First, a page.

Using binoculars to project an image of the Sun is an old trick, but it's a good one! However, most older books call for a setup that uses a photographic tripod and is difficult to set up and keep oriented (particularly for elementary school students).

This Instructable describes how to assemble an inexpensive, highly portable, and safe apparatus that can easily be used and built by students.

(I've taken to referring to it as "Sun Trombone," but the kids invariably call it a "Sun Bazooka.")

I first made these as a project for our university's physics-outreach club; we used them to observe the 2012 transit of Venus, but they can be used to check for sunspots any day. And, they'd come in pretty handy for viewing the upcoming solar eclipse on October 23, 2014!

Let's get started!

## Step 1: What You'll Need:

This project uses only inexpensive, widely-available tools and materials. The most complicated procedure involved is drilling holes in plastic pipes (this can even be done with a manual drill for added safety).

Here's What You'll Need:

• A pair of binoculars.

(Actually, you'll only need HALF of a pair of binoculars. That means that this project is a great way to re-use an old set of binoculars that has one damaged lens, or which is horrendously out of alignment. There are ALWAYS half-damaged binoculars available at yard sales and junk shops!)

• Some 3/4" plastic pipes

(Originally, I tried making these with 1/2" plastic pipes, but they were just too flimsy. You'll need about four or five feet of 3/4" pipe for this project. Fortunately, in the U.S., plastic pipe segments are usually sold in two lengths: two feet long and ten feet long. If you buy a ten-foot-length of pipe, you'll have enough to make two Sun viewers. If you opt to buy the easier-to-carry two-foot-length segments, you'll need two to finish this project.)

• A 3/4" T-shaped pipe fitting
• (Optional) a cap for 3/4" plastic pipes
• Two L-shaped brackets

(I used the 3" size for this project. The exact dimensions used in later steps will be determined by the particular size of the brackets you use.)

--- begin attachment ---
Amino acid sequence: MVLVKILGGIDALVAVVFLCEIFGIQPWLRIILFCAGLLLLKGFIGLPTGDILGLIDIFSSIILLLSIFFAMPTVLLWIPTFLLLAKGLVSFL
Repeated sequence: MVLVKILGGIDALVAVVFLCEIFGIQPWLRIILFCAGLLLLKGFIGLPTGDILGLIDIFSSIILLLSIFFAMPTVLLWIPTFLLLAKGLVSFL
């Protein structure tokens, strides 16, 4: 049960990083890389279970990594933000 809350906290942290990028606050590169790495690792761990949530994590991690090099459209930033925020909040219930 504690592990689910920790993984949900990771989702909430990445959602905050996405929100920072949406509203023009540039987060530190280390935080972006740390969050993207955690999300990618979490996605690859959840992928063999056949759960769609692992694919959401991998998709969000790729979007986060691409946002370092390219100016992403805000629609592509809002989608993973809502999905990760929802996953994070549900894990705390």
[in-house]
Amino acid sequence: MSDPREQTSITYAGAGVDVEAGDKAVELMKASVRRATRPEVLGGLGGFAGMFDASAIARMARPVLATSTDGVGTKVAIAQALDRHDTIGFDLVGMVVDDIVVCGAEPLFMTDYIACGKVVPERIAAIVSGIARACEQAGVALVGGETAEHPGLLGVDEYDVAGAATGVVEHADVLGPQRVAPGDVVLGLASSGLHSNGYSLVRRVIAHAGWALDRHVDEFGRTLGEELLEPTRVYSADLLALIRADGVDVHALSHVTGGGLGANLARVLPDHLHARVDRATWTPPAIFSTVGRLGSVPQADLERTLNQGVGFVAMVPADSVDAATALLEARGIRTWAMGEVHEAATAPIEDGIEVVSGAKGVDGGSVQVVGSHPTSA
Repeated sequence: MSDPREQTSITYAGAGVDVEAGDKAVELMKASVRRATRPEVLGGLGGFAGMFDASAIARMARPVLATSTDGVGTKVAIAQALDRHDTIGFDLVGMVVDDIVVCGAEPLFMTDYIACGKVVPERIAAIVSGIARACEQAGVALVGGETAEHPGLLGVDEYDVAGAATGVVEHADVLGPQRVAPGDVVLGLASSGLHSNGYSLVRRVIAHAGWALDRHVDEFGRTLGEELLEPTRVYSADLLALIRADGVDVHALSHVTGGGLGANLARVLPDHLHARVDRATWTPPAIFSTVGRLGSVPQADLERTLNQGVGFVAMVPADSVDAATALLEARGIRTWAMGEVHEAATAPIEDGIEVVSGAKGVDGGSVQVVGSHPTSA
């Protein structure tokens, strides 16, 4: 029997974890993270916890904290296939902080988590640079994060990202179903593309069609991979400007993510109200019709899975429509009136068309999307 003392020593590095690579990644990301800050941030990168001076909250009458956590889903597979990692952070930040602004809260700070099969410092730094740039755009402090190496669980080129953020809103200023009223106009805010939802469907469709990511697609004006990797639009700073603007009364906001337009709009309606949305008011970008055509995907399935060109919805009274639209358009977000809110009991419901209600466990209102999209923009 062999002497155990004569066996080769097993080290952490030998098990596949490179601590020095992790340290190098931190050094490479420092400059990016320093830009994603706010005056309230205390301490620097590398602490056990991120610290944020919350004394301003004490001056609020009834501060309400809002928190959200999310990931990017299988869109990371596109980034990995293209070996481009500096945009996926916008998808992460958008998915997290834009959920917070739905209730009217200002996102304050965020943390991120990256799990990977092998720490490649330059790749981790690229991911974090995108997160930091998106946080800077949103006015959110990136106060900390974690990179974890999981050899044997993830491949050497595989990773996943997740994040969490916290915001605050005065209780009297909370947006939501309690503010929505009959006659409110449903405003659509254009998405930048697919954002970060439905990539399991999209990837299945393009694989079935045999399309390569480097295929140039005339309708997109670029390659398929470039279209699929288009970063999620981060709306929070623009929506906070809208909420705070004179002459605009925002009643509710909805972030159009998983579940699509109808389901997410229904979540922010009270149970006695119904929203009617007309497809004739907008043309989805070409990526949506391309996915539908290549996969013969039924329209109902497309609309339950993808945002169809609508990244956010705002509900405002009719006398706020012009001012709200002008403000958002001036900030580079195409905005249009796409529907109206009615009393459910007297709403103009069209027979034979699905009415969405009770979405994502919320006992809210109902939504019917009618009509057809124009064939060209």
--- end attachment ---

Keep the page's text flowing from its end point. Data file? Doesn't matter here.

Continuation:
• A clipboard
• Various machine screws, nuts, and washers

(The exact dimensions needed will be determined by the holes in the brackets you use. I ended up using four one-inch-long #10 screws, and two one-half-inch-long #10 screws, with nuts and washers to match. I recommend getting a \$1 pack of assorted screws, washers, and nuts -- that should have MORE than enough supplies to get you through this project!)

• A 1/4" bolt and a 1/4" nut

(This is the only component whose size you need to match exactly. We'll be using a 1/4" bolt and nut to attach the binoculars to the bracket. See step ???? for details and some options you might consider.)

• A screwdriver and pliers (for tightening the screws and nuts)
• A drill with bits to match the screws you chose
• A handsaw for cutting PVC pipe (a hacksaw works well)
• (Optional) Some aluminum foil
• A sheet of paper (yellow is fun, but other colors work just as well)

## Step 2: Make Your Frame

The exact dimensions of the frame aren't important; you can experiment with different lengths of pipe to achieve the right fit for your users. (Adult-sized Sun Viewers can become unwieldly for elementary-school students, so it's useful to tailor your Sun Viewer to your intended users.)

Cut The Pipe:

• For an adult-sized Sun Viewer, you might try cutting the pipe into the following three lengths:
• One 36" piece
• One 18" piece
• One 6" piece
• (Note that you can make two adult-sized Sun Viewers from a ten-foot length of pipe.)
• For a kid-sized Sun Viewer, try cutting the pipe into the following three lengths:
• One 24" piece
• One 18" piece
• One 6" piece
• (If you purchased two 24" pipe segments, you'll only need to make one cut for this size Sun Viewer.)